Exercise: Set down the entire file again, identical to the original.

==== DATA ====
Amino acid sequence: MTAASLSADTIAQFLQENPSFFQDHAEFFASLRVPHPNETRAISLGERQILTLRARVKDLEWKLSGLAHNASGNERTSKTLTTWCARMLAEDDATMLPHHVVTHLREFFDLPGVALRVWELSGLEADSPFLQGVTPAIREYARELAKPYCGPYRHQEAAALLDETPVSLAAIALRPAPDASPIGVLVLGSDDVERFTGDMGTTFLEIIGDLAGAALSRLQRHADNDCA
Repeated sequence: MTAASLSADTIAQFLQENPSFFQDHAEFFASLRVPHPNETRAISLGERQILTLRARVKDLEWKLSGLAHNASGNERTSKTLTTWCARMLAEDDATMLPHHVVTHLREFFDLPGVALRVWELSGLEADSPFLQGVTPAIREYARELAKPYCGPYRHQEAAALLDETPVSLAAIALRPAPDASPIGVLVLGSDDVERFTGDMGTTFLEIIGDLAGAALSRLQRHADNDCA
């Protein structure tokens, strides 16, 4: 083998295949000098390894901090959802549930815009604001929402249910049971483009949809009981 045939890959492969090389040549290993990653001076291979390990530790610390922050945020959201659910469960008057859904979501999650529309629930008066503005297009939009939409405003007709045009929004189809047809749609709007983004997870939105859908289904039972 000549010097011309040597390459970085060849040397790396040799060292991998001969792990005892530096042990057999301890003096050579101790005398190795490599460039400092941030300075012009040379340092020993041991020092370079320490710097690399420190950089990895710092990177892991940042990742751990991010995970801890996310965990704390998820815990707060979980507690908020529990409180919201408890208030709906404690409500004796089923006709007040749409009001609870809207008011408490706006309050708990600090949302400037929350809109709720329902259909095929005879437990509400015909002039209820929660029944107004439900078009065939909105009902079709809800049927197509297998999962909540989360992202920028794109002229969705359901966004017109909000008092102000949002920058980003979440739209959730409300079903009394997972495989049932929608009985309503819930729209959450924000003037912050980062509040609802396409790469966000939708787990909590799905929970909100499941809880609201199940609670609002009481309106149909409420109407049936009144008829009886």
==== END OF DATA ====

Amino acid sequence: MTAASLSADTIAQFLQENPSFFQDHAEFFASLRVPHPNETRAISLGERQILTLRARVKDLEWKLSGLAHNASGNERTSKTLTTWCARMLAEDDATMLPHHVVTHLREFFDLPGVALRVWELSGLEADSPFLQGVTPAIREYARELAKPYCGPYRHQEAAALLDETPVSLAAIALRPAPDASPIGVLVLGSDDVERFTGDMGTTFLEIIGDLAGAALSRLQRHADNDCA
Repeated sequence: MTAASLSADTIAQFLQENPSFFQDHAEFFASLRVPHPNETRAISLGERQILTLRARVKDLEWKLSGLAHNASGNERTSKTLTTWCARMLAEDDATMLPHHVVTHLREFFDLPGVALRVWELSGLEADSPFLQGVTPAIREYARELAKPYCGPYRHQEAAALLDETPVSLAAIALRPAPDASPIGVLVLGSDDVERFTGDMGTTFLEIIGDLAGAALSRLQRHADNDCA
């Protein structure tokens, strides 16, 4: 083998295949000098390894901090959802549930815009604001929402249910049971483009949809009981 045939890959492969090389040549290993990653001076291979390990530790610390922050945020959201659910469960008057859904979501999650529309629930008066503005297009939009939409405003007709045009929004189809047809749609709007983004997870939105859908289904039972 000549010097011309040597390459970085060849040397790396040799060292991998001969792990005892530096042990057999301890003096050579101790005398190795490599460039400092941030300075012009040379340092020993041991020092370079320490710097690399420190950089990895710092990177892991940042990742751990991010995970801890996310965990704390998820815990707060979980507690908020529990409180919201408890208030709906404690409500004796089923006709007040749409009001609870809207008011408490706006309050708990600090949302400037929350809109709720329902259909095929005879437990509400015909002039209820929660029944107004439900078009065939909105009902079709809800049927197509297998999962909540989360992202920028794109002229969705359901966004017109909000008092102000949002920058980003979440739209959730409300079903009394997972495989049932929608009985309503819930729209959450924000003037912050980062509040609802396409790469966000939708787990909590799905929970909100499941809880609201199940609670609002009481309106149909409420109407049936009144008829009886």